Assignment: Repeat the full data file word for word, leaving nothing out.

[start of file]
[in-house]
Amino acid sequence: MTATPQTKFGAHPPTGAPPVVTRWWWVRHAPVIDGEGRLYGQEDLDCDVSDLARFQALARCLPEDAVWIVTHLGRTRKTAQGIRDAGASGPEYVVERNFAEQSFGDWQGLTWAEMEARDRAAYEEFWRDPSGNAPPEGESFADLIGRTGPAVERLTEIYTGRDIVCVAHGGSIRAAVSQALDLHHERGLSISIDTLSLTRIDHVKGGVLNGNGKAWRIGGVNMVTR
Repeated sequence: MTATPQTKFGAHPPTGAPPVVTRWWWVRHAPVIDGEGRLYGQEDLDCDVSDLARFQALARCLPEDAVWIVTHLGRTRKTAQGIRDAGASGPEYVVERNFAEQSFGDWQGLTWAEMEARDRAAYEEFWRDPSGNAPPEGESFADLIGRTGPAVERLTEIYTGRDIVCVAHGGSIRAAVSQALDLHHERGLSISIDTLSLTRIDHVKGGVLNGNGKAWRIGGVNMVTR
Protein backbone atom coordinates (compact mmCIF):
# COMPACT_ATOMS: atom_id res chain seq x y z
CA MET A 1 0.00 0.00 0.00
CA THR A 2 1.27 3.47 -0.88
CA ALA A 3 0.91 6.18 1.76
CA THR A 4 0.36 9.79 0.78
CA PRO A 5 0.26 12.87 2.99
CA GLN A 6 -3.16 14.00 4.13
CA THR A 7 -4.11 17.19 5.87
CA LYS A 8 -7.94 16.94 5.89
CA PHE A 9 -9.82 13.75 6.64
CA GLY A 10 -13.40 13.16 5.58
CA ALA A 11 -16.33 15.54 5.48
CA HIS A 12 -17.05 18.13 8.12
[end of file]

[in-house]
Amino acid sequence: MTATPQTKFGAHPPTGAPPVVTRWWWVRHAPVIDGEGRLYGQEDLDCDVSDLARFQALARCLPEDAVWIVTHLGRTRKTAQGIRDAGASGPEYVVERNFAEQSFGDWQGLTWAEMEARDRAAYEEFWRDPSGNAPPEGESFADLIGRTGPAVERLTEIYTGRDIVCVAHGGSIRAAVSQALDLHHERGLSISIDTLSLTRIDHVKGGVLNGNGKAWRIGGVNMVTR
Repeated sequence: MTATPQTKFGAHPPTGAPPVVTRWWWVRHAPVIDGEGRLYGQEDLDCDVSDLARFQALARCLPEDAVWIVTHLGRTRKTAQGIRDAGASGPEYVVERNFAEQSFGDWQGLTWAEMEARDRAAYEEFWRDPSGNAPPEGESFADLIGRTGPAVERLTEIYTGRDIVCVAHGGSIRAAVSQALDLHHERGLSISIDTLSLTRIDHVKGGVLNGNGKAWRIGGVNMVTR
Protein backbone atom coordinates (compact mmCIF):
# COMPACT_ATOMS: atom_id res chain seq x y z
CA MET A 1 0.00 0.00 0.00
CA THR A 2 1.27 3.47 -0.88
CA ALA A 3 0.91 6.18 1.76
CA THR A 4 0.36 9.79 0.78
CA PRO A 5 0.26 12.87 2.99
CA GLN A 6 -3.16 14.00 4.13
CA THR A 7 -4.11 17.19 5.87
CA LYS A 8 -7.94 16.94 5.89
CA PHE A 9 -9.82 13.75 6.64
CA GLY A 10 -13.40 13.16 5.58
CA ALA A 11 -16.33 15.54 5.48
CA HIS A 12 -17.05 18.13 8.12